To the credit of Village Voice Media owned publications like SF Weekly, when covering the heat Craigslist has endured for its (now removed in the US) adult services (that is, sex worker) ads, they’ve been admirably upfront in acknowledging that their own website hosts the same kind of ads that had folks protesting CL’s Inner Sunset offices earlier this year. But now, with a lawsuit on the horizon for the alt-weekly chain, will that applause-worthy transparency come to an end?
As long ago as June, 2009, SF Weekly’s Anna McCarthy responded to Craigslist CEO Jim Buckmaster’s question “Are you aware that the volume of ads in the SF Weekly’s ‘adult entertainment’ classifieds section is up more than 400% in the 4 weeks since craigslist closed its ‘erotic services’ section?” by saying that “Backpage.com, an online classifieds site owned by SF Weekly’s parent company, has indeed seen a spike in traffic since Craigslist cut its Erotic Services section.”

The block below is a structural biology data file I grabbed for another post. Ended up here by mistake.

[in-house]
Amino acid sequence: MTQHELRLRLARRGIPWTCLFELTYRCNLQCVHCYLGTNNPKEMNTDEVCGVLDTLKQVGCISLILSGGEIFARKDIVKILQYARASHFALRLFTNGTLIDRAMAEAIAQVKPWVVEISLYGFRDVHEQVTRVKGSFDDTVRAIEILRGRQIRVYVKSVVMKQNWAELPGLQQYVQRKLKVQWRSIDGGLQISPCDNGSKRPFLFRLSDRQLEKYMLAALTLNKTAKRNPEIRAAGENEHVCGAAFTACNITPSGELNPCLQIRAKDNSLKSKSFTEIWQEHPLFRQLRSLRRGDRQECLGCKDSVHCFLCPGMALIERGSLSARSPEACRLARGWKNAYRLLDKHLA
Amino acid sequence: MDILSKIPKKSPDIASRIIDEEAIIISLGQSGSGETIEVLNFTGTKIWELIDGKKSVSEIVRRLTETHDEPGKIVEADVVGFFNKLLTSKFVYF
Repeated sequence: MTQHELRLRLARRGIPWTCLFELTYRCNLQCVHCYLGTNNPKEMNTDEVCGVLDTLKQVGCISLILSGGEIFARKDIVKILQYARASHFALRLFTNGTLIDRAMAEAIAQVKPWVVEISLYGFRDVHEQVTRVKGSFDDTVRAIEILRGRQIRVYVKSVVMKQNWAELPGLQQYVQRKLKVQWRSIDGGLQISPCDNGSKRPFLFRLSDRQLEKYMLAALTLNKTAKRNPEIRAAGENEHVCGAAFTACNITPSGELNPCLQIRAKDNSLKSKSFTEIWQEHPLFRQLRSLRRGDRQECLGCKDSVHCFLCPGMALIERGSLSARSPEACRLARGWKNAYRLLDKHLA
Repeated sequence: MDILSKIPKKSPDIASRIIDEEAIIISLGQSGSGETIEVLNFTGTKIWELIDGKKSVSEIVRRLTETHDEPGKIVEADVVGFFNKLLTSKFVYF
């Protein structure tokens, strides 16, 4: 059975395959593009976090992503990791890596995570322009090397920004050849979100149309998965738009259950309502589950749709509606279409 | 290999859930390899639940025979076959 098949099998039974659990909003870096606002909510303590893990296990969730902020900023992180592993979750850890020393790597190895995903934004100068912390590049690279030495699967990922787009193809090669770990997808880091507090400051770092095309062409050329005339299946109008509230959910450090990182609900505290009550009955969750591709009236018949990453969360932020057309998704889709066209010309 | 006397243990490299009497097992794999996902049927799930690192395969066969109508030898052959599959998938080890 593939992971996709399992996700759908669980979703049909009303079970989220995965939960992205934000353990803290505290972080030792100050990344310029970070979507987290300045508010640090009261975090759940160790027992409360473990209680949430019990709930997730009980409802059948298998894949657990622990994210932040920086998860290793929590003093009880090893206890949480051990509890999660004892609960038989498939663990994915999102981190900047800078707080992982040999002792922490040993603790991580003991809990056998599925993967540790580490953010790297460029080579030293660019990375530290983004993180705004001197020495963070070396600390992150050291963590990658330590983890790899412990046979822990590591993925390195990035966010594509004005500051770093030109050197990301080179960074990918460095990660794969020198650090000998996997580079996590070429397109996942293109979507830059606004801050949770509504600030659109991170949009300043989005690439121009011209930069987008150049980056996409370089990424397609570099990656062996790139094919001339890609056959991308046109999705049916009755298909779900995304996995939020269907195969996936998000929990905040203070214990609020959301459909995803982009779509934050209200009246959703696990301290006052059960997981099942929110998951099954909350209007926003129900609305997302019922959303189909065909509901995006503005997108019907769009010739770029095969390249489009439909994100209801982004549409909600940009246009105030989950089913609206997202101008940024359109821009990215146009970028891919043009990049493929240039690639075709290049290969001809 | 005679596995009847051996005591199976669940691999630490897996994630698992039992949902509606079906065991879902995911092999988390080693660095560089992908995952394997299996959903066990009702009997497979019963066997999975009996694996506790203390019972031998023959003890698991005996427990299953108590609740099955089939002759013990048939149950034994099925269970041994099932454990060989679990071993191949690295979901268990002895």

McCarthy also muses that “(m)aybe Craigslist was unfairly targeted over sites like Backpage.com because of its limelight status after the Craigslist Killer,” by those who felt the site facilitated sex trafficking.
However, that “unfair target”ing may be no more: Ars Technica is reporting that a suit against Village Voice Media claims that Village Voice Media knowingly allowed the pimp for a 14-year-old girl to post photos of the young woman and advertise her sexual services on Backpage, the same section of the weekly chain’s sites that had such a great traffic spike last year.
The minor filing the suit, identified only as M.A., says VVM “aided and abetted her pimp in facilitating prostitution and child pornography” and that the weekly chain “had a desire that these posters accomplished their nefarious illegal prostitution activities so that the posters would return to the website and pay for more posting.”